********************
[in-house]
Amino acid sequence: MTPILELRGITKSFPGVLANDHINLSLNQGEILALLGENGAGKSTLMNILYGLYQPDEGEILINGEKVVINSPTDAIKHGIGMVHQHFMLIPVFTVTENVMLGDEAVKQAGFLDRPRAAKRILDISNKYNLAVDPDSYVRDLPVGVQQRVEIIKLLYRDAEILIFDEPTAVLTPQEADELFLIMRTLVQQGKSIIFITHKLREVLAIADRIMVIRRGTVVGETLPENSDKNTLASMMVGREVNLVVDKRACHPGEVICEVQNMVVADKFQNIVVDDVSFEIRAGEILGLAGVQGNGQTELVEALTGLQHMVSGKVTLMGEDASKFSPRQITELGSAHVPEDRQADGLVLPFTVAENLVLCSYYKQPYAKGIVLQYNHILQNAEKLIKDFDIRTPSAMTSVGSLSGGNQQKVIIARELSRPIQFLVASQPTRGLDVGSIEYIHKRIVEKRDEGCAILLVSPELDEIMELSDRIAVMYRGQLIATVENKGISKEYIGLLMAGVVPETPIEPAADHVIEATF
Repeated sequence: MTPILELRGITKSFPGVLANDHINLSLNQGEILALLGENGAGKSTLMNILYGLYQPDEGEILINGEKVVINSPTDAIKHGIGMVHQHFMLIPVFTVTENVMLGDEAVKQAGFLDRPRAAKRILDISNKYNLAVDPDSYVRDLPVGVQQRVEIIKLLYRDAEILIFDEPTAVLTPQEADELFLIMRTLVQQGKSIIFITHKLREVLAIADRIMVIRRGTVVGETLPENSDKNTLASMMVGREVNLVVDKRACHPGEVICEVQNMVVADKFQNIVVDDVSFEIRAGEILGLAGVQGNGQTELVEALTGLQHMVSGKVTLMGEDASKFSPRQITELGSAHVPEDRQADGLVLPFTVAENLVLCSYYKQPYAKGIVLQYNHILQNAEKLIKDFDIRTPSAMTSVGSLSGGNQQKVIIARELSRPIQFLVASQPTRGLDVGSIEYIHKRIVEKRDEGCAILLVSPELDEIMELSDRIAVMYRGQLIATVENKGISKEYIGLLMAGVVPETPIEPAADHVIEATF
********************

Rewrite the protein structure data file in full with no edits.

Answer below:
[in-house]
Amino acid sequence: MTPILELRGITKSFPGVLANDHINLSLNQGEILALLGENGAGKSTLMNILYGLYQPDEGEILINGEKVVINSPTDAIKHGIGMVHQHFMLIPVFTVTENVMLGDEAVKQAGFLDRPRAAKRILDISNKYNLAVDPDSYVRDLPVGVQQRVEIIKLLYRDAEILIFDEPTAVLTPQEADELFLIMRTLVQQGKSIIFITHKLREVLAIADRIMVIRRGTVVGETLPENSDKNTLASMMVGREVNLVVDKRACHPGEVICEVQNMVVADKFQNIVVDDVSFEIRAGEILGLAGVQGNGQTELVEALTGLQHMVSGKVTLMGEDASKFSPRQITELGSAHVPEDRQADGLVLPFTVAENLVLCSYYKQPYAKGIVLQYNHILQNAEKLIKDFDIRTPSAMTSVGSLSGGNQQKVIIARELSRPIQFLVASQPTRGLDVGSIEYIHKRIVEKRDEGCAILLVSPELDEIMELSDRIAVMYRGQLIATVENKGISKEYIGLLMAGVVPETPIEPAADHVIEATF
Repeated sequence: MTPILELRGITKSFPGVLANDHINLSLNQGEILALLGENGAGKSTLMNILYGLYQPDEGEILINGEKVVINSPTDAIKHGIGMVHQHFMLIPVFTVTENVMLGDEAVKQAGFLDRPRAAKRILDISNKYNLAVDPDSYVRDLPVGVQQRVEIIKLLYRDAEILIFDEPTAVLTPQEADELFLIMRTLVQQGKSIIFITHKLREVLAIADRIMVIRRGTVVGETLPENSDKNTLASMMVGREVNLVVDKRACHPGEVICEVQNMVVADKFQNIVVDDVSFEIRAGEILGLAGVQGNGQTELVEALTGLQHMVSGKVTLMGEDASKFSPRQITELGSAHVPEDRQADGLVLPFTVAENLVLCSYYKQPYAKGIVLQYNHILQNAEKLIKDFDIRTPSAMTSVGSLSGGNQQKVIIARELSRPIQFLVASQPTRGLDVGSIEYIHKRIVEKRDEGCAILLVSPELDEIMELSDRIAVMYRGQLIATVENKGISKEYIGLLMAGVVPETPIEPAADHVIEATF